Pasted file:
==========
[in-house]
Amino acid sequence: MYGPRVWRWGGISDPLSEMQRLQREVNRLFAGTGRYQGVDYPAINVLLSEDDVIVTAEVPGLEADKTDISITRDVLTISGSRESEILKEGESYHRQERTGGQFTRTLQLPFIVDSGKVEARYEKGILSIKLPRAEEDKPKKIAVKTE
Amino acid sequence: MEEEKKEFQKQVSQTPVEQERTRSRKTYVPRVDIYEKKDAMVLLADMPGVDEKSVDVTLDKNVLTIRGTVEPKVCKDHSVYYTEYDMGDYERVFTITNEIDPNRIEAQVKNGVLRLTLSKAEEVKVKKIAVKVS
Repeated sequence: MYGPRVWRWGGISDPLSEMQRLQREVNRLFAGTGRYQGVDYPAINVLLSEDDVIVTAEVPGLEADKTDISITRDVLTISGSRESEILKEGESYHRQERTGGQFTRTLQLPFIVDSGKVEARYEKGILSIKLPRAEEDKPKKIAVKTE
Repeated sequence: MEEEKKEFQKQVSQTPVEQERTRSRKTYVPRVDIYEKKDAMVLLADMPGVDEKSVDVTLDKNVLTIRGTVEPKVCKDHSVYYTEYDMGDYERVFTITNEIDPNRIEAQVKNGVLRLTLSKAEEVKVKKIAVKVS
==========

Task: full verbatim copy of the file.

[in-house]
Amino acid sequence: MYGPRVWRWGGISDPLSEMQRLQREVNRLFAGTGRYQGVDYPAINVLLSEDDVIVTAEVPGLEADKTDISITRDVLTISGSRESEILKEGESYHRQERTGGQFTRTLQLPFIVDSGKVEARYEKGILSIKLPRAEEDKPKKIAVKTE
Amino acid sequence: MEEEKKEFQKQVSQTPVEQERTRSRKTYVPRVDIYEKKDAMVLLADMPGVDEKSVDVTLDKNVLTIRGTVEPKVCKDHSVYYTEYDMGDYERVFTITNEIDPNRIEAQVKNGVLRLTLSKAEEVKVKKIAVKVS
Repeated sequence: MYGPRVWRWGGISDPLSEMQRLQREVNRLFAGTGRYQGVDYPAINVLLSEDDVIVTAEVPGLEADKTDISITRDVLTISGSRESEILKEGESYHRQERTGGQFTRTLQLPFIVDSGKVEARYEKGILSIKLPRAEEDKPKKIAVKTE
Repeated sequence: MEEEKKEFQKQVSQTPVEQERTRSRKTYVPRVDIYEKKDAMVLLADMPGVDEKSVDVTLDKNVLTIRGTVEPKVCKDHSVYYTEYDMGDYERVFTITNEIDPNRIEAQVKNGVLRLTLSKAEEVKVKKIAVKVS